Second, this series plays an important role in reminding all Kenyans of our sacred duty to defend our hard-won freedom. The series cannot have come at a better time since, as a country, we recently witnessed the worst form of political [so-called 2007 post-election violence] violence which can be partly attributed to our collective failure to address the systemic socio-economic and political imbalances created in our body politic by years of colonial and post-colonial misrule. As we get ready to, nay, as we mark the first year of the political agreement dubbed "the Grand Coalition", a shaky outfit which was formed as a compromise to end the mayhem witnessed after the 2007 General Elections, the series will enable us to seriously probe the issues of democracy and governance and what we must do as a country if we are to move forward and attain our quest for a sustainable and inclusive nation.
Third and finally, as part of the efforts aimed at redressing Britain's atrocities on the Mau Mau movement, plans are at an advanced stage within the Kenya Human Rights Commission to file a case against HRM the Queen's Government in London early[i.e. February/March 2009 ] this year. The case will seek compensation for the victims of Britain's colonial atrocities committed in the period 1952 to 1960 when Britain declared a State of Emergency in Kenya and resorted to a heavy-handed approach in its response to the Mau Mau movement.
ROLLING OUT THE MAU MAU SERIES
* The Mau Mau Movement: The focus will be on the origins of the movement and whether the movement was justified (especially within the context of international law) in rising up against British Colonialism. Consequently, Britain's response to the Mau Mau movement will be examined, both within the context of its domestic law as well as its international law obligations, as a way of establishing the basis for the Mau Mau suit against the British Government.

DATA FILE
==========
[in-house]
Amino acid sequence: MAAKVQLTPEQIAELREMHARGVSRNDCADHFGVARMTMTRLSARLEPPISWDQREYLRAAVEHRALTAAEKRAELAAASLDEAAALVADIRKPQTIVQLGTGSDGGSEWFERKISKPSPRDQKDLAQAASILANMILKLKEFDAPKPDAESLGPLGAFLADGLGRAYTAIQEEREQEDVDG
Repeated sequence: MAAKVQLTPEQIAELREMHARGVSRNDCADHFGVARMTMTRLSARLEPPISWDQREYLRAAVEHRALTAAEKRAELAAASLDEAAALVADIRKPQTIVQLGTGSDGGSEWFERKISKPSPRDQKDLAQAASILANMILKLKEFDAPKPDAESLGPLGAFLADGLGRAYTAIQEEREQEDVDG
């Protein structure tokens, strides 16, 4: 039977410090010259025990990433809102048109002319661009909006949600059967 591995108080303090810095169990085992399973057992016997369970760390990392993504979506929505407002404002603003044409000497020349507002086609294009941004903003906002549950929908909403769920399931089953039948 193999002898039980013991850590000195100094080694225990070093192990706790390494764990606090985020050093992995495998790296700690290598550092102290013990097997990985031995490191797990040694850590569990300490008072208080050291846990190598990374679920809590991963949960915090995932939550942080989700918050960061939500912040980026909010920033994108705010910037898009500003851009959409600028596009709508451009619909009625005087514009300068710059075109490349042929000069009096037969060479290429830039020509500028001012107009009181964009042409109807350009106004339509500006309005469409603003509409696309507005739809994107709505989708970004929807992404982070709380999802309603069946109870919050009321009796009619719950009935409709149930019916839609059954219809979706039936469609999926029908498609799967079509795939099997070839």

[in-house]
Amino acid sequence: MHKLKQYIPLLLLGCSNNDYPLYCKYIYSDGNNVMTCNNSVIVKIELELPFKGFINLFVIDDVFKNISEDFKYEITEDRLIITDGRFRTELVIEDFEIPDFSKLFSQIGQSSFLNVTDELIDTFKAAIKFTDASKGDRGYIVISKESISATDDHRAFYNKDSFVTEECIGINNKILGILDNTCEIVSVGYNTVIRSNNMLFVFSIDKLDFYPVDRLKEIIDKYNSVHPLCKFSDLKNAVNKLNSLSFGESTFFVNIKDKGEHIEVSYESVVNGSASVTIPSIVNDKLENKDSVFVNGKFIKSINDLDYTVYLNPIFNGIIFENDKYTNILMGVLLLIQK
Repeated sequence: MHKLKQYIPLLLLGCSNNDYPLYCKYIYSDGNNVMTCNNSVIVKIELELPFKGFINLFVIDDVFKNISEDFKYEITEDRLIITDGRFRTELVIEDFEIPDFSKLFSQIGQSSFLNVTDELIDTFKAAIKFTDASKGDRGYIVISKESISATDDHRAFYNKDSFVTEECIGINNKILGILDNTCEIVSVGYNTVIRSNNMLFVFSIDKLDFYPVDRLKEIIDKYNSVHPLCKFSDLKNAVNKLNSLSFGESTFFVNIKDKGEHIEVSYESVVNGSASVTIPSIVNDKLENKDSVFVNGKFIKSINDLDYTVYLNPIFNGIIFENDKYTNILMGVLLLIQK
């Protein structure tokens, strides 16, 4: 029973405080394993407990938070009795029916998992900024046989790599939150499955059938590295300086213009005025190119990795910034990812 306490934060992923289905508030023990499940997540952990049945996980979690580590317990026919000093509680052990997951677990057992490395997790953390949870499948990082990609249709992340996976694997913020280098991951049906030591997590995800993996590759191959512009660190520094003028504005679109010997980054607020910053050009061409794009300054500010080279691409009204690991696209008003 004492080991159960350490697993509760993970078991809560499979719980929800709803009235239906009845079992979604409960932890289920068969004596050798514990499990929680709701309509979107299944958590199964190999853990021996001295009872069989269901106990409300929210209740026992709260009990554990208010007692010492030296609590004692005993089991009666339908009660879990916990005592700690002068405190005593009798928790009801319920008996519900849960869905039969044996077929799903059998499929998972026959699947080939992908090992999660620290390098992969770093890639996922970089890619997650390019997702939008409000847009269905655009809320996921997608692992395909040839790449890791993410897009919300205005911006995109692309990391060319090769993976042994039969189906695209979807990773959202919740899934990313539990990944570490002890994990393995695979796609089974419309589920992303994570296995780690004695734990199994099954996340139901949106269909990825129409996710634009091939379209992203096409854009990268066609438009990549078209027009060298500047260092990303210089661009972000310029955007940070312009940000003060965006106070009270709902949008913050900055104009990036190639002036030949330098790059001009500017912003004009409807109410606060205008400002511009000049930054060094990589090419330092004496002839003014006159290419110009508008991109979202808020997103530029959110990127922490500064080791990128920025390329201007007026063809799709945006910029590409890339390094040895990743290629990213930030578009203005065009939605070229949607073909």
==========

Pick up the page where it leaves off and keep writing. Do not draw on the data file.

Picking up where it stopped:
* The Politics of Land: Under this theme, the contentious issue of land acquisition and land ownership both within the colonial and the post-colonial eras will be discussed.
* The Politics of Impunity: The colonial origins of the politics of impunity and the continuation of the same in independent Kenya will be examined.
* The Quest for Good-Governance and a Human-Rights Driven Socio-Economic and Political Order in Kenya: The focus here will be on the crisis of governance in Kenya and the relentless push by Kenyans for a more democratic society driven by, among others, the ethos of human rights.
The series will also be supported by a series of articles in Pambazuka News.
An SMS CAMPAIGN in support of the campaign is running. Please send an SMS to 4445 with the words MASHUJAA or HEROES.